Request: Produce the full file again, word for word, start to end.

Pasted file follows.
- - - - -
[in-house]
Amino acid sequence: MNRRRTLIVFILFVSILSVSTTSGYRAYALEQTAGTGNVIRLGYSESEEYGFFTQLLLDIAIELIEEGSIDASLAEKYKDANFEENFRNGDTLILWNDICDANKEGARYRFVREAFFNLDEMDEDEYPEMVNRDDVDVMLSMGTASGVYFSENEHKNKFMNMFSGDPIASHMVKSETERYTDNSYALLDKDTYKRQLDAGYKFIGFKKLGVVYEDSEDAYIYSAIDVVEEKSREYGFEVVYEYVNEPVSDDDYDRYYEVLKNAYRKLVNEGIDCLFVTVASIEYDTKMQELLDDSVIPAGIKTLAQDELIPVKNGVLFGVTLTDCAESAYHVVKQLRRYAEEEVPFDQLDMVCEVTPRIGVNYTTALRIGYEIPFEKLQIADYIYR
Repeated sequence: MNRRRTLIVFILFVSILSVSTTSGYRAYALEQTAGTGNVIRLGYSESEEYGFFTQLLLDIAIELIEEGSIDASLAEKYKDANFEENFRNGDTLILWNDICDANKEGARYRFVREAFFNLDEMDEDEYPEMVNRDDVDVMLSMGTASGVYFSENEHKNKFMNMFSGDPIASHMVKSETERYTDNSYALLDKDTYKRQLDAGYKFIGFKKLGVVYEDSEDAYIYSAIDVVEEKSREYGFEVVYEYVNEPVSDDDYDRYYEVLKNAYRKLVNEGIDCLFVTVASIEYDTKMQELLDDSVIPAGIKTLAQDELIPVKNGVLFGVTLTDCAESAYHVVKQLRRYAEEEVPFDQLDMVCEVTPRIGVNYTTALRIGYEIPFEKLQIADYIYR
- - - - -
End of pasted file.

[in-house]
Amino acid sequence: MNRRRTLIVFILFVSILSVSTTSGYRAYALEQTAGTGNVIRLGYSESEEYGFFTQLLLDIAIELIEEGSIDASLAEKYKDANFEENFRNGDTLILWNDICDANKEGARYRFVREAFFNLDEMDEDEYPEMVNRDDVDVMLSMGTASGVYFSENEHKNKFMNMFSGDPIASHMVKSETERYTDNSYALLDKDTYKRQLDAGYKFIGFKKLGVVYEDSEDAYIYSAIDVVEEKSREYGFEVVYEYVNEPVSDDDYDRYYEVLKNAYRKLVNEGIDCLFVTVASIEYDTKMQELLDDSVIPAGIKTLAQDELIPVKNGVLFGVTLTDCAESAYHVVKQLRRYAEEEVPFDQLDMVCEVTPRIGVNYTTALRIGYEIPFEKLQIADYIYR
Repeated sequence: MNRRRTLIVFILFVSILSVSTTSGYRAYALEQTAGTGNVIRLGYSESEEYGFFTQLLLDIAIELIEEGSIDASLAEKYKDANFEENFRNGDTLILWNDICDANKEGARYRFVREAFFNLDEMDEDEYPEMVNRDDVDVMLSMGTASGVYFSENEHKNKFMNMFSGDPIASHMVKSETERYTDNSYALLDKDTYKRQLDAGYKFIGFKKLGVVYEDSEDAYIYSAIDVVEEKSREYGFEVVYEYVNEPVSDDDYDRYYEVLKNAYRKLVNEGIDCLFVTVASIEYDTKMQELLDDSVIPAGIKTLAQDELIPVKNGVLFGVTLTDCAESAYHVVKQLRRYAEEEVPFDQLDMVCEVTPRIGVNYTTALRIGYEIPFEKLQIADYIYR